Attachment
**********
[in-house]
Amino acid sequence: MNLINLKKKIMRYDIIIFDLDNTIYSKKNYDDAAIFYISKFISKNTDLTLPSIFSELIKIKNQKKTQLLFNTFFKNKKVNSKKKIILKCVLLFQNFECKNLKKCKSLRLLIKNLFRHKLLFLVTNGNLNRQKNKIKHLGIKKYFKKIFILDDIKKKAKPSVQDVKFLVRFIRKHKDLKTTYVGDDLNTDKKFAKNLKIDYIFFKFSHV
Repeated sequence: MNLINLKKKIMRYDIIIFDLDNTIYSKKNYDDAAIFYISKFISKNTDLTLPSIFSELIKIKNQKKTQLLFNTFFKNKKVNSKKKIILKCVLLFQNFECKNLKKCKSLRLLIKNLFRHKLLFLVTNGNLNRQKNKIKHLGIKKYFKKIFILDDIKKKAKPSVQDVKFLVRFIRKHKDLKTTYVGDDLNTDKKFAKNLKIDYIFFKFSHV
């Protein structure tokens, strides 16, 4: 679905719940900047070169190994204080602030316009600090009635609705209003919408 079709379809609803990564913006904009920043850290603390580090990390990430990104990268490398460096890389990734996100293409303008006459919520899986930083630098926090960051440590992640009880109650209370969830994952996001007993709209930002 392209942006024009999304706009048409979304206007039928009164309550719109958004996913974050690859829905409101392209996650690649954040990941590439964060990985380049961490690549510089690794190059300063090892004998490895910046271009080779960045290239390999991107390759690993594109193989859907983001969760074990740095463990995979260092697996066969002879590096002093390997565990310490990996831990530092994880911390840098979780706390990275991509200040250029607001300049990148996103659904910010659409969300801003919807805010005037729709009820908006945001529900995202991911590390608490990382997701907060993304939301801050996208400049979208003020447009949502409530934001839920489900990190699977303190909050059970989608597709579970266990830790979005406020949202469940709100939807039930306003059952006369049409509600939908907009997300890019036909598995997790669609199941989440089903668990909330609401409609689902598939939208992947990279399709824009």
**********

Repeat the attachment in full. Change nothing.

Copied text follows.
[in-house]
Amino acid sequence: MNLINLKKKIMRYDIIIFDLDNTIYSKKNYDDAAIFYISKFISKNTDLTLPSIFSELIKIKNQKKTQLLFNTFFKNKKVNSKKKIILKCVLLFQNFECKNLKKCKSLRLLIKNLFRHKLLFLVTNGNLNRQKNKIKHLGIKKYFKKIFILDDIKKKAKPSVQDVKFLVRFIRKHKDLKTTYVGDDLNTDKKFAKNLKIDYIFFKFSHV
Repeated sequence: MNLINLKKKIMRYDIIIFDLDNTIYSKKNYDDAAIFYISKFISKNTDLTLPSIFSELIKIKNQKKTQLLFNTFFKNKKVNSKKKIILKCVLLFQNFECKNLKKCKSLRLLIKNLFRHKLLFLVTNGNLNRQKNKIKHLGIKKYFKKIFILDDIKKKAKPSVQDVKFLVRFIRKHKDLKTTYVGDDLNTDKKFAKNLKIDYIFFKFSHV
């Protein structure tokens, strides 16, 4: 679905719940900047070169190994204080602030316009600090009635609705209003919408 079709379809609803990564913006904009920043850290603390580090990390990430990104990268490398460096890389990734996100293409303008006459919520899986930083630098926090960051440590992640009880109650209370969830994952996001007993709209930002 392209942006024009999304706009048409979304206007039928009164309550719109958004996913974050690859829905409101392209996650690649954040990941590439964060990985380049961490690549510089690794190059300063090892004998490895910046271009080779960045290239390999991107390759690993594109193989859907983001969760074990740095463990995979260092697996066969002879590096002093390997565990310490990996831990530092994880911390840098979780706390990275991509200040250029607001300049990148996103659904910010659409969300801003919807805010005037729709009820908006945001529900995202991911590390608490990382997701907060993304939301801050996208400049979208003020447009949502409530934001839920489900990190699977303190909050059970989608597709579970266990830790979005406020949202469940709100939807039930306003059952006369049409509600939908907009997300890019036909598995997790669609199941989440089903668990909330609401409609689902598939939208992947990279399709824009």